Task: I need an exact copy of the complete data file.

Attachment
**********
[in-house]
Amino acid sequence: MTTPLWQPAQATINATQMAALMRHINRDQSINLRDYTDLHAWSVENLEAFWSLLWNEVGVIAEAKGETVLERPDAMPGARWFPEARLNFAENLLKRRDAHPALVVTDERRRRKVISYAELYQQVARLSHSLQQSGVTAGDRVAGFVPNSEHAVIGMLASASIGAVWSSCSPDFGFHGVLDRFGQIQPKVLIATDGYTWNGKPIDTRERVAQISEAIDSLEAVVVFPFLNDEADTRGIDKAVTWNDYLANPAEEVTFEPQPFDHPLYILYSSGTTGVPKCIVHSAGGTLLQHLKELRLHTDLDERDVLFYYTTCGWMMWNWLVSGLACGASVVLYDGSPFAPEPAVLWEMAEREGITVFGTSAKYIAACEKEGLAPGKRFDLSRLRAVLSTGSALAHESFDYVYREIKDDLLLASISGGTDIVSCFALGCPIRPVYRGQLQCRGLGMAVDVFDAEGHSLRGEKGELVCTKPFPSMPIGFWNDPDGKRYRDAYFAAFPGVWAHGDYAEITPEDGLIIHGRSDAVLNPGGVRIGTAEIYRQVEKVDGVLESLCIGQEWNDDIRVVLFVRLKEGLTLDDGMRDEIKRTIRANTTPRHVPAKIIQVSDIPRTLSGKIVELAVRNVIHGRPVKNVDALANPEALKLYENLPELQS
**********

[in-house]
Amino acid sequence: MTTPLWQPAQATINATQMAALMRHINRDQSINLRDYTDLHAWSVENLEAFWSLLWNEVGVIAEAKGETVLERPDAMPGARWFPEARLNFAENLLKRRDAHPALVVTDERRRRKVISYAELYQQVARLSHSLQQSGVTAGDRVAGFVPNSEHAVIGMLASASIGAVWSSCSPDFGFHGVLDRFGQIQPKVLIATDGYTWNGKPIDTRERVAQISEAIDSLEAVVVFPFLNDEADTRGIDKAVTWNDYLANPAEEVTFEPQPFDHPLYILYSSGTTGVPKCIVHSAGGTLLQHLKELRLHTDLDERDVLFYYTTCGWMMWNWLVSGLACGASVVLYDGSPFAPEPAVLWEMAEREGITVFGTSAKYIAACEKEGLAPGKRFDLSRLRAVLSTGSALAHESFDYVYREIKDDLLLASISGGTDIVSCFALGCPIRPVYRGQLQCRGLGMAVDVFDAEGHSLRGEKGELVCTKPFPSMPIGFWNDPDGKRYRDAYFAAFPGVWAHGDYAEITPEDGLIIHGRSDAVLNPGGVRIGTAEIYRQVEKVDGVLESLCIGQEWNDDIRVVLFVRLKEGLTLDDGMRDEIKRTIRANTTPRHVPAKIIQVSDIPRTLSGKIVELAVRNVIHGRPVKNVDALANPEALKLYENLPELQS